So instead of thinking about that I think about all the things I need to be doing, as if they will stave it off: I need to do Hypnobabies. I need to meditate. More yoga. Raspberry red leaf tea. Kegels. Squats. I need to do all these tenuously helpful things to PREPARE. Or else I don’t at all. I suspect that the real benefit of these things is to make you feel like you are doing something, wresting some control over a thing you have no real control over. I want to do kegels so I can feel good about doing kegels.
In that spirit, we proceeded to hold the ice while deep breathing. And then while listening to teacher-directed relaxation techniques. And then while our enlightened birth partners took a break from Zen mastery to rub our shoulders. Dustin did this softly — petting me, actually, while the ice stung my hand. He breathed deeply, which I knew was as an attempt to inspire me. Rather than grateful, in my state, I felt condescended to. YOU THINK I DON’T KNOW HOW TO BREATHE? I thought. I KNOW HOW TO FUCKING BREATHE. The seconds kept passing, but not quickly enough. Perhaps I was not listening to the clock in the correct way.
“Was that better?” the teacher asked, after telling us to stop. For a brief moment I hoped that this had been a trick, that she would now reveal that in fact massage as pain relief was just a widely held myth. I looked around, though, and saw the other women nodding vigorously. “Much better!” they said, smiling at their partners.
“Good,” the teacher said, validated. “That’s what everyone says.”
We then broke into small groups to discuss the reading, which I had to admit I didn’t remember at all. Because I read it a week ago, when it was first assigned. Because this shit is all I read. Because it all runs together and I know all of it already. Is there a birthing class for the gifted? Some kind of advanced licensing program? There seems to have been a mistake, sir. This woman to my left doesn’t even know how to pronounce Ina May.
The thing of it is, of course, that I know nothing at all, and I hate that so much.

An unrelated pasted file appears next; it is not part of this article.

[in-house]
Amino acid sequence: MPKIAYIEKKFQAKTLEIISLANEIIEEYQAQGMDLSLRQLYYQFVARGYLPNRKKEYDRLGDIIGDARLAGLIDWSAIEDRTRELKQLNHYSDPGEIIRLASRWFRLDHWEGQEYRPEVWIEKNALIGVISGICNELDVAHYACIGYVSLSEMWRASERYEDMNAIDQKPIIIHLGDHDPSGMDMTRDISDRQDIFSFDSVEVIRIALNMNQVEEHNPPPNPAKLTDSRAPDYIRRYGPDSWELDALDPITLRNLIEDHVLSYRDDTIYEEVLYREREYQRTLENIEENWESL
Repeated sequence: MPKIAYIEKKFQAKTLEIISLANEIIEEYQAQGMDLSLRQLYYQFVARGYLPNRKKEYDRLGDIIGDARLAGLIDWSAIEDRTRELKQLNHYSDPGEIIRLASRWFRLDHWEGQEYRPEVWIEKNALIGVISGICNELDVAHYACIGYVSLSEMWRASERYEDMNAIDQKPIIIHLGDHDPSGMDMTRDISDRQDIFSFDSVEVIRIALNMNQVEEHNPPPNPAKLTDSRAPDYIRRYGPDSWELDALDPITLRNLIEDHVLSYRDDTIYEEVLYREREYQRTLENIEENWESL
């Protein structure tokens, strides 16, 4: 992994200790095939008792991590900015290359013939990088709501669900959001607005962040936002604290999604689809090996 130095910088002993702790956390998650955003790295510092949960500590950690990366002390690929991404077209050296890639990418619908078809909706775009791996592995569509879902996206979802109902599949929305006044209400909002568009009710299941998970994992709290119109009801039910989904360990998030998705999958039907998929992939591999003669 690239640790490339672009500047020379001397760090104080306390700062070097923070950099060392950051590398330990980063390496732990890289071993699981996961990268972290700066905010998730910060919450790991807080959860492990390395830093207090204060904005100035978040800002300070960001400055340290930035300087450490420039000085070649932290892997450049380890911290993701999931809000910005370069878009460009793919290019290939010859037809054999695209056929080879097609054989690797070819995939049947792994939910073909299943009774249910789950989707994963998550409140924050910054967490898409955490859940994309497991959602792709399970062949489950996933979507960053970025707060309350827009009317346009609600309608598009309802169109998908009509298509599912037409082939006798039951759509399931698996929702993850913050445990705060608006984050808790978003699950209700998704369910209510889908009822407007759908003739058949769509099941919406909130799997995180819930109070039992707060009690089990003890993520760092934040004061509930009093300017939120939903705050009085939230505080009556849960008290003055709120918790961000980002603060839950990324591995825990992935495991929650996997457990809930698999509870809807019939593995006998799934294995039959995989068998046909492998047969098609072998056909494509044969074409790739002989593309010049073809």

“We can read everything there is to read and still have no idea how it will feel in the moment,” I confessed to my small group. “I have no idea how I will react, and no amount of preparation can tell me.” The eyes of the woman to my right lit up. I decided I liked her. She nodded, and asked if anyone was thinking they were going to use an epidural and had their mind changed by the readings. I said I would like to forgo an epidural but I was reserving the right to get one if I wanted. I had never “reserved the right” to something out loud before. “And if I get one,” I say, full of false bravado, “I don’t want him to judge me.” I looked at Dustin without really looking at him and laughed and everyone mumbled, “Of course, of course.”
That night, in bed, Dustin put down his book and pressed mine down into my chest and promised me he didn’t care what I did, he only wanted what I wanted. Tears immediately streamed down my face and I turned into a puddle of fear. This awful thing was coming for me, and at the end of it, a baby. “You’ll be so great at it, I just know,” he says to comfort me. I laugh. How can he know? I am unsure how one could fail at childbirth, but I imagine I will fail spectacularly. And I want to be allowed to, to imagine that. My fear is on a deadline, and I will find my way out it eventually, but I’m not quite ready to yet. I want to pretend, for a few more weeks, that none of it will happen. I want to forward gruesome articles about postpartum recovery to my friends and I want us all to talk about how we almost passed out reading it.
And then, when the time comes, I’ll tell myself that I’ll be great. What else can I believe? My body was made for this. My child’s skull will be as smooth as an egg; my taint superior, unflappable.
Must have been the kegels.